Judith is passionate about advocacy and activism at all levels of government and believes that the greatest impacts on society begin at the individual level. After graduation Judith will continue to advocate for policy makers to develop targeted approaches to improving healthcare access for underserved patient populations through evidence-based decision-making.


Old Well Sponsor ($10,000 +)

UNC Gillings School of Global Public Health

Bell Tower Sponsor ($5,000 – $9,999)


Carolina Sponsor ($2,000 to $4,999)

Carolina Level Sponsors

Tar Heel Sponsor ($500 to $1,999)

  • Anonymous (2)
  • Beghou Consulting
  • Cynthia Butler
  • Kauline Cipriani, PhD
  • Kristin Z. Black, PhD*
  • Dr. Robert and Wendy Reasenberg, in Honor of Dr. Victor Schoenbach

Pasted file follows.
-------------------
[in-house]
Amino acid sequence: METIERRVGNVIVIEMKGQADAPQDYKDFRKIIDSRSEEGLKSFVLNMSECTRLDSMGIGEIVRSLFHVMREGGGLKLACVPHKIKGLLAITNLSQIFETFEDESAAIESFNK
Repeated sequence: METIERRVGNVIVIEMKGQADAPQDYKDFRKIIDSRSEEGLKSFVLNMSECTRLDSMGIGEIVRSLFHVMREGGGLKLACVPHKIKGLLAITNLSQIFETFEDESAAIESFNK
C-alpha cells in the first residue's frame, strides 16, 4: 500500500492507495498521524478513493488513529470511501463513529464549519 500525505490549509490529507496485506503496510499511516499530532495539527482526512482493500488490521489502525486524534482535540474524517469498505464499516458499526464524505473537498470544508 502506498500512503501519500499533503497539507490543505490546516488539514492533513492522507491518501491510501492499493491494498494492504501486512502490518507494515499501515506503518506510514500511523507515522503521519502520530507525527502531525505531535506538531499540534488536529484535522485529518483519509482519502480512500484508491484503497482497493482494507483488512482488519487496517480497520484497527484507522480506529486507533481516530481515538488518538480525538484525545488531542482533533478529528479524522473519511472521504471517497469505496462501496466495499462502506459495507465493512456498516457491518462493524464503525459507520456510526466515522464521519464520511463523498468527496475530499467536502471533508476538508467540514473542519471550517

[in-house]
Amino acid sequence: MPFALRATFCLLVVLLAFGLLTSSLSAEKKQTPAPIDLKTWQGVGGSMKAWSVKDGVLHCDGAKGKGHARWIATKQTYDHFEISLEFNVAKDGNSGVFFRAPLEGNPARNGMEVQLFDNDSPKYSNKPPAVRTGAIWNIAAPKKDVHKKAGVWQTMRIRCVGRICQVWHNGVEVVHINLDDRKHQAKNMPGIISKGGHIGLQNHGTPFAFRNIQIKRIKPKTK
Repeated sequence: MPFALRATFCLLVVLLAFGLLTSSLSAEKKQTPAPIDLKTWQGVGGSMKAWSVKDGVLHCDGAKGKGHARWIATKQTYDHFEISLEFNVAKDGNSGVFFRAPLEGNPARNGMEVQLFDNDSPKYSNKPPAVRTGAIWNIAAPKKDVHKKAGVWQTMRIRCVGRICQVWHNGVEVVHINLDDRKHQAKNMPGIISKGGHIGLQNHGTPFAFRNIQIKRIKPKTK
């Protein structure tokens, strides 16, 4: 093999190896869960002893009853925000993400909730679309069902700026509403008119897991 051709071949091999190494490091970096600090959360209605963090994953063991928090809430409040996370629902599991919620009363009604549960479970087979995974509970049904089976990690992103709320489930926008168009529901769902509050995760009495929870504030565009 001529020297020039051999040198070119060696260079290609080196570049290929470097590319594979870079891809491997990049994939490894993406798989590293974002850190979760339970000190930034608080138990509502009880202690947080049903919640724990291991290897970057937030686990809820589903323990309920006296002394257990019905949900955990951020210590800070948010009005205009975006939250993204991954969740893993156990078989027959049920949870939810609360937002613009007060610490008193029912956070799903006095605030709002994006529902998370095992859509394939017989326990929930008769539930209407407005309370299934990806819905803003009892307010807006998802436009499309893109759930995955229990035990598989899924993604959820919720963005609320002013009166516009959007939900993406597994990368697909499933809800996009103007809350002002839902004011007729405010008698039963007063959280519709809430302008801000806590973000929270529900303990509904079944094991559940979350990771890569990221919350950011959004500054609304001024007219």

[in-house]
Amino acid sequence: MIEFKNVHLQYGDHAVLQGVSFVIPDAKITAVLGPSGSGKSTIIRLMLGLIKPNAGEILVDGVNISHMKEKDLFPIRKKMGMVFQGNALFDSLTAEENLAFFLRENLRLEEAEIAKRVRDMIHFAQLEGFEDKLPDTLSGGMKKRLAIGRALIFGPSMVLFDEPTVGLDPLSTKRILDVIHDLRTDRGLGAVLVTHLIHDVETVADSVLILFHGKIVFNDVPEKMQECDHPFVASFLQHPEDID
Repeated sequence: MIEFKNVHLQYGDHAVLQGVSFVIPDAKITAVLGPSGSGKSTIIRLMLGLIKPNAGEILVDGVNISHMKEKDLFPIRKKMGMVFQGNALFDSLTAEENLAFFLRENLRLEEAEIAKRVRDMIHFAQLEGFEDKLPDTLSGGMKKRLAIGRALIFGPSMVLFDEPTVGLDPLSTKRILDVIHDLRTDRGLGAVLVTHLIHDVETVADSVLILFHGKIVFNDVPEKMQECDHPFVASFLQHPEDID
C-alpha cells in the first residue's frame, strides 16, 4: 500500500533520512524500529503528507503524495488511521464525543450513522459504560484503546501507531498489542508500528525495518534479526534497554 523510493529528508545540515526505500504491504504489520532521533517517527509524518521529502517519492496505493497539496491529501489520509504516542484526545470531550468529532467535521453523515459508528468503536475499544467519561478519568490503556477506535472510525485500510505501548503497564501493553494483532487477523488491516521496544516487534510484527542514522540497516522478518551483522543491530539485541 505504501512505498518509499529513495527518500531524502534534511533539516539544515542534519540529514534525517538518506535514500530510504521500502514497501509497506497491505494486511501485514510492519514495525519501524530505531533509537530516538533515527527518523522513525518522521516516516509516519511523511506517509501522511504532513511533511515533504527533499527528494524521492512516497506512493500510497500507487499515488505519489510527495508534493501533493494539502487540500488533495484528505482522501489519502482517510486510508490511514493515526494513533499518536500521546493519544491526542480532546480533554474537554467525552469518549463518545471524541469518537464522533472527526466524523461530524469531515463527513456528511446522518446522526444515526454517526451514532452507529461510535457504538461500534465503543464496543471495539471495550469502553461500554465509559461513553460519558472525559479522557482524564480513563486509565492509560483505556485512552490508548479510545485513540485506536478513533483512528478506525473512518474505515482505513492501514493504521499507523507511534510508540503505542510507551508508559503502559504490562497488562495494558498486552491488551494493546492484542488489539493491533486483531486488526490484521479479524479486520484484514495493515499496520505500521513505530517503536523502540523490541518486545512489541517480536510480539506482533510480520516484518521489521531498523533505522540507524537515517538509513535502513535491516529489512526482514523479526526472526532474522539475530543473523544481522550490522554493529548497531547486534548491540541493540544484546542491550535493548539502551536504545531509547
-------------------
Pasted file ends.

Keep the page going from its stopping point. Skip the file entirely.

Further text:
• Dr. Victor and Marion Schoenbach, in honor of Bernice Green Otudeko and Edward Ellis
  • UNC Gillings School of Global Public Health Department of Epidemiology
  • UNC Athletics
  • UNC Center for Health Promotion and Disease Prevention
  • UNC Center For Health Equity Research

* We are honored and grateful to have received support from our past Co-Chairs, indicated with an asterisk above.

Related Links:

Minority Health Conference home page

Minority Student Caucus link

Minority Health Conference archived webcasts

Minority Health Project home page